Hybrid Media Practices and Narratives of Conflict
How are media and communications transforming armed conflicts? How are conflicts made visible in the media in different national and transnational settings? How does the media serve as a means by which
various actors manage and communicate conflict?
These are some of the questions addressed in this book. Using a variety of disciplinary perspectives and analytical approaches, contributors discuss the complex, multi-level Ukraine conflict as it is imagined and enacted in and through various media. Covering a wide range of media forms and content, including television news, newspapers, PR campaigns, and social media content, they offer new, empirically grounded insight into the ways in which traditional mass media and new media forms are involved in narrating and shaping conflict.
This book is suitable for students of conflict and media courses in journalism, media and communication, politics, security, and Russian and Eastern European studies.
Chapter Four: The Rhetoric of (Un)Laughter in the Russian-Language Geopolitical Debates on the Ukrainian Crisis
THE Rhetoric OF (Un)Laughter IN THE Russian-Language Geopolitical Debates ON THE Ukrainian Crisis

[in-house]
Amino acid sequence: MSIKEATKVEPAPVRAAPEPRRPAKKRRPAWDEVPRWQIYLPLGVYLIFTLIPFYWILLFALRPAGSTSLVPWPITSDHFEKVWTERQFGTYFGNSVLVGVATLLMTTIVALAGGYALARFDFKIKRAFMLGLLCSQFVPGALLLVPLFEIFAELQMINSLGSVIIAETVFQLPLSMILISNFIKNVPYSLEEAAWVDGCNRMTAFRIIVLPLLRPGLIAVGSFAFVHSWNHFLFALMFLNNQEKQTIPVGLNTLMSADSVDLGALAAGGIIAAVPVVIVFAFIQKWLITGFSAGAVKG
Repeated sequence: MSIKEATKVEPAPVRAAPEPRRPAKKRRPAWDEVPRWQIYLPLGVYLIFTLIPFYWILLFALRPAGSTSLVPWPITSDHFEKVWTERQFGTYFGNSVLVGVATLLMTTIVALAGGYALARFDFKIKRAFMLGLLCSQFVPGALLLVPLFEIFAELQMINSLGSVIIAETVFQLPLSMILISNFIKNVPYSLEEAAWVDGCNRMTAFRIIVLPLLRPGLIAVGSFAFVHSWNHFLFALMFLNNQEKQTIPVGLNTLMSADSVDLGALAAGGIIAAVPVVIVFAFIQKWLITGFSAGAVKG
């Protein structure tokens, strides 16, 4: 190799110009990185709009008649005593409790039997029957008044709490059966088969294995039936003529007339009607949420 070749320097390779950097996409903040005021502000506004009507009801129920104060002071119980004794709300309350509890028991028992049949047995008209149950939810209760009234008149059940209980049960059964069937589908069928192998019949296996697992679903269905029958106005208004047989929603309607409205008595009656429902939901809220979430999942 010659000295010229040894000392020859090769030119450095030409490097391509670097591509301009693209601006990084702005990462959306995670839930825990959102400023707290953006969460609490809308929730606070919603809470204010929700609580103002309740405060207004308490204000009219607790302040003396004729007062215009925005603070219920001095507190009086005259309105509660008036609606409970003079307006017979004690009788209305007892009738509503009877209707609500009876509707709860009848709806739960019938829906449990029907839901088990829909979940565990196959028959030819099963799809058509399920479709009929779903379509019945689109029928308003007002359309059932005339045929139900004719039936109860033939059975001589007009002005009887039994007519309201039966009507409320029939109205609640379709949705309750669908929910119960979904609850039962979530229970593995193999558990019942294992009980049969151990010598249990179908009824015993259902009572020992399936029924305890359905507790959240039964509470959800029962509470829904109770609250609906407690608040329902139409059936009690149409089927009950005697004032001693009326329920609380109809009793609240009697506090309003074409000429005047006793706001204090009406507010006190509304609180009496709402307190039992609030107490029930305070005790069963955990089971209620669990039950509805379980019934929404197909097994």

The French satirical weekly, Charlie Hebdo, has been attentively followed in Russia, where the conservative mainstream accused the weekly of abusing religion and fomenting violence (Hilarion, 2015; Kirill, 2015). For many Russian government supporters, Charlie Hebdo has become an embodiment of Western Europe and its core values of freedom of speech, liberalism and secularism. A new wave of hatred against it was raised in connection with its caricatures of the crash of Metrojet Flight 9268 on 31 October 2015, which had mostly Russian citizens on board. Charlie Hebdo’s reaction was called a “sacrilege” by Putin’s spokesmen who publically demonstrated their unlaughter at the caricatures. One of the powerful instances of this unlaughter is the recent presentation of a countercaricature by the deputy of the Upper Chamber of the Russian Parliament, Valentina Petrenko. Her picture represented a group of people boiling in hell’s cauldron, inscribed “Charlie Hebdo are not people, [they are] monsters [urody]. Hell welcomes Charlie Hebdo.” Characteristically, she illegally used the picture produced by Ukrainian artist Yuri Zhuravel, in which he caricatured former Ukrainian President Viktor Yanukovych and his team.
This vignette illustrates how easily an antigovernment caricature can be hijacked by Russian officials and retargeted against the laughter they perceive as coming from their tormentor, in this case, the West. The “irony of resistance” has corroded into the “irony of conformism,” aiming at the consolidation of...
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